No Owning Connection for "Player 2"'s ClientController

So, this is probably something stupid that I’m just not wrapping my head around, but I’ve got really baffling behavior in my example application that I haven’t been able to figure out. This isn’t just a C++ problem, since it includes Blueprint as well, but I suspect that if I were trying to do what I’m doing with Blueprint in C++, I’d get the same outcome.

I’m working with an example game that is very simple - there’s a widget object generated in the level script that creates a button and two score counters (one for “my score” and one for “their score”). When a player clicks the button in their client, they increment their score by one and both clients should update to reflect the change in scores. However, the behavior I’m seeing when I test is that one of the clients can increment score while the other can’t, instead generating a warning:

LogNet: Warning: UIpNetDriver::ProcessRemoteFunction: No owning connection for actor NEPlayerController_0. Function Server_ScoreButtonPressed will not be processed.

So here’s what I’m doing. On my player controller, I’ve got the following function:


UFUNCTION(Server, Reliable, WithValidation, BlueprintCallable) void Server_ScoreButtonPressed(int32 PlayerID);


void ANEPlayerController::Server_ScoreButtonPressed_Implementation(int32 PlayerId)
	UE_LOG(LogTemp, Verbose, TEXT("Incrementing Player Score For Player: %i"), PlayerId);

	ANetworkExampleGameState* gameState = Cast<ANetworkExampleGameState>(UGameplayStatics::GetGameState(GetWorld()));
	if (gameState != nullptr)
		int32 score = gameState->IncrementScore(PlayerId, 1);
		Client_TriggerScoreChangedEvent(PlayerId, score);

The UI itself is scripted in Blueprint because the whole point of this example game was to explore how easy it was to let designers handle UI in Blueprint while actual game logic happens on the C++ side. I’ve got a single widget that contains the whole UI (all three elements of it), with the following logic for constructing itself and actually responding to a button press:

So I’m starting two clients and a separate server on my machine for test purposes. I’ve arbitrarily chosen to label the one that starts directly in editor Player 1 and the one that opens in a new editor window Player 2. When Player 1 clicks the button, everything works. When Player 2 clicks the button I get the “No owning connection for actor NEPlayerController_0” warning and nothing happens (which, since the server isn’t executing the function, makes sense). Can anyone tell me what I’ve done wrong?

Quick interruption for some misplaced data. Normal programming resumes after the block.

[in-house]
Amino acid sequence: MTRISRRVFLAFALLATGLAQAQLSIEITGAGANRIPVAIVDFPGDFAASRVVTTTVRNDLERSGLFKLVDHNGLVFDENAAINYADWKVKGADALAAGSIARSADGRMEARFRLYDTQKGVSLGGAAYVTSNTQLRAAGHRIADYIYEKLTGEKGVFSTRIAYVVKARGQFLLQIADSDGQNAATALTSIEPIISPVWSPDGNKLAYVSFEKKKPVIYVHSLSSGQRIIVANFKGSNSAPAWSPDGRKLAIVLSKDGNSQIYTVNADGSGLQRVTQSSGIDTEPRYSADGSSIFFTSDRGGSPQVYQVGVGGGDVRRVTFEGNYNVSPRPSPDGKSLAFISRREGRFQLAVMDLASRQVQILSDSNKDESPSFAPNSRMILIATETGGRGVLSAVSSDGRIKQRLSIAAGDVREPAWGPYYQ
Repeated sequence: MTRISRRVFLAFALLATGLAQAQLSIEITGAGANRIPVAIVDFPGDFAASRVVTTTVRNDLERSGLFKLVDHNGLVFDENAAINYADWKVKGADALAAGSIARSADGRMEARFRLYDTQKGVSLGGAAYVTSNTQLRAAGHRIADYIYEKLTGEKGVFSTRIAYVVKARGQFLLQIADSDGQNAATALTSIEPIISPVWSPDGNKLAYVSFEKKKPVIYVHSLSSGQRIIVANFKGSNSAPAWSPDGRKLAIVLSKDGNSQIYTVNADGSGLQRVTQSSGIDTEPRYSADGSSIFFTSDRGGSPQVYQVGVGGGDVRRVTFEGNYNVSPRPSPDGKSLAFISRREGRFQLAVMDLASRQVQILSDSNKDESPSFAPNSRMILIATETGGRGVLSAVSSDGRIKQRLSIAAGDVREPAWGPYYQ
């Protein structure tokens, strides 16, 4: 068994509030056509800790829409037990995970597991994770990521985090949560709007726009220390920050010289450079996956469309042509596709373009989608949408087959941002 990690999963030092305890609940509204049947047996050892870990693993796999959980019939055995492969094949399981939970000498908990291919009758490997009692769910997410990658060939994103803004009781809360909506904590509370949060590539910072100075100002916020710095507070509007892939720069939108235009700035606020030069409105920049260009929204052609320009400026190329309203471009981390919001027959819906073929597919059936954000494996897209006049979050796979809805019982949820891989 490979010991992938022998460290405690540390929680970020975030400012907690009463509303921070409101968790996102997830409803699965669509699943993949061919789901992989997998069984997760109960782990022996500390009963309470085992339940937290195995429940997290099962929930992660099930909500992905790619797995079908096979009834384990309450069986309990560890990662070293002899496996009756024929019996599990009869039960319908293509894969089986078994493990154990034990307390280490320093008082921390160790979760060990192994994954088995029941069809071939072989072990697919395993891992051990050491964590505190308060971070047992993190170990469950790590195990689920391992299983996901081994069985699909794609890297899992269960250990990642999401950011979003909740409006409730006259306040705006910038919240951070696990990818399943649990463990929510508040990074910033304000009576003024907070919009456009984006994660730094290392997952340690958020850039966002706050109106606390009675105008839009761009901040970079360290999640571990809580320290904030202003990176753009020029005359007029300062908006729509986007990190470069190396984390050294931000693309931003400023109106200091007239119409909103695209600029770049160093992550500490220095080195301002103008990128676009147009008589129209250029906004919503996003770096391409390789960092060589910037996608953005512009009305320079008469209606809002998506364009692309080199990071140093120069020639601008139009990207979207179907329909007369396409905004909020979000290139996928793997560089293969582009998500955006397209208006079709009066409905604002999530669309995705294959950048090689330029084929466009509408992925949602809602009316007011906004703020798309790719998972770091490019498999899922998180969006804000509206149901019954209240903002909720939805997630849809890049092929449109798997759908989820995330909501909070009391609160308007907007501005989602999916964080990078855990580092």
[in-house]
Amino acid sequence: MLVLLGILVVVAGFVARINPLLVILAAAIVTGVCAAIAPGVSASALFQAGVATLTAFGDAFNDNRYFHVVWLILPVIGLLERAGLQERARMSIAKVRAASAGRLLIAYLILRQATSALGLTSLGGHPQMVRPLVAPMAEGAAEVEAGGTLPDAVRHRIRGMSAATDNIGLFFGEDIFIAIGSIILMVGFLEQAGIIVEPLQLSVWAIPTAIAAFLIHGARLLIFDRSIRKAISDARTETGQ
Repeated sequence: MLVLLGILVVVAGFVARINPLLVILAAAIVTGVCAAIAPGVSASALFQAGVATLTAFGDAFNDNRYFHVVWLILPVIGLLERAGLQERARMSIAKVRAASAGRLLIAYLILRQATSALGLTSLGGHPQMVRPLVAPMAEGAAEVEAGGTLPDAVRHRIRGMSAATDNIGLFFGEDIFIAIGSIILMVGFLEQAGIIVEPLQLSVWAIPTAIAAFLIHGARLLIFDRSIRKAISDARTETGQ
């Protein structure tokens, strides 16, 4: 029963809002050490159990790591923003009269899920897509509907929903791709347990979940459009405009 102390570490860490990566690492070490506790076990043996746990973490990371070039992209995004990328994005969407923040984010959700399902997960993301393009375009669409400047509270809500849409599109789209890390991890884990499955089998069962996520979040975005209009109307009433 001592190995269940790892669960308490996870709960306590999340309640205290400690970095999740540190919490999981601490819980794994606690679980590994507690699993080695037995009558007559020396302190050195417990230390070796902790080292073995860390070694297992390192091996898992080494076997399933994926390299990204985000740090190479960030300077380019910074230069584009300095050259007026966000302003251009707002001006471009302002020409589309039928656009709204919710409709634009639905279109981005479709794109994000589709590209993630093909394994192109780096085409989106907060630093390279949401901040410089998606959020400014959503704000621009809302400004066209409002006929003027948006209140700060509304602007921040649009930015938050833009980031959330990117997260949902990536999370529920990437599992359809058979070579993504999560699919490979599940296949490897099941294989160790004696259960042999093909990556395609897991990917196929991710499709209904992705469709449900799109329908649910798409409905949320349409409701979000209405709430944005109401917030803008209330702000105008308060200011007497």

For clarification: I’m launching a dedicated server and two clients from within the editor proper.

So, it turns out that I had a bunch of problems in here. Because documentation leaves a lot to be desired in this space, I’m gonna go ahead and explain a few of them in hopes that the next poor ■■■■■■■ who runs into this problem has a better go of it.

  1. I was creating my widgets in the level script, which appears to have caused this issue. I’m not entirely certain why, but it appears that the widget was created in both viewports, but when I tried to get player controller 0 or my owning player, the function was returning client 1’s client controller. I fixed this by initializing the widget in the client controller in an if(!HasAuthority()) block and setting the player owner manually.

  2. I was calling a net multicast function on the client controller. This is, apparently, a really, really bad idea, since each client contains each client controller, so I was calling the function multiple times on each machine, resulting in very strange behavior. This one took me forever to figure out. I was able to move the function into a new default pawn class to fix the matter.

  3. I was sending a player ID from the client to the server, when I could have simply extracted the same information on the server side, because the client controller I was called from was replicated anyway and knew which client it was on. I ended up sending a player object back to the client from the server on score change and having the widget test whether the player in question was its owner. No generation of a UUID necessary. Of course, I could have also just used the pre-existing net ID. That said, using the controller itself to determine who sent the RPC is ultimately more secure (not that a game about pressing a button really needs to be secure), since the ownership of the connection makes it impossible for non-owning controllers to simply fake which ID was their’s.

I hope that if anyone else stumbled into this particularly thorny maze that you found this helpful, since I was entirely lost for a week working on what was ultimately a silly set of mistakes on my part. But, hey, what’s explicit documentation good for anyway?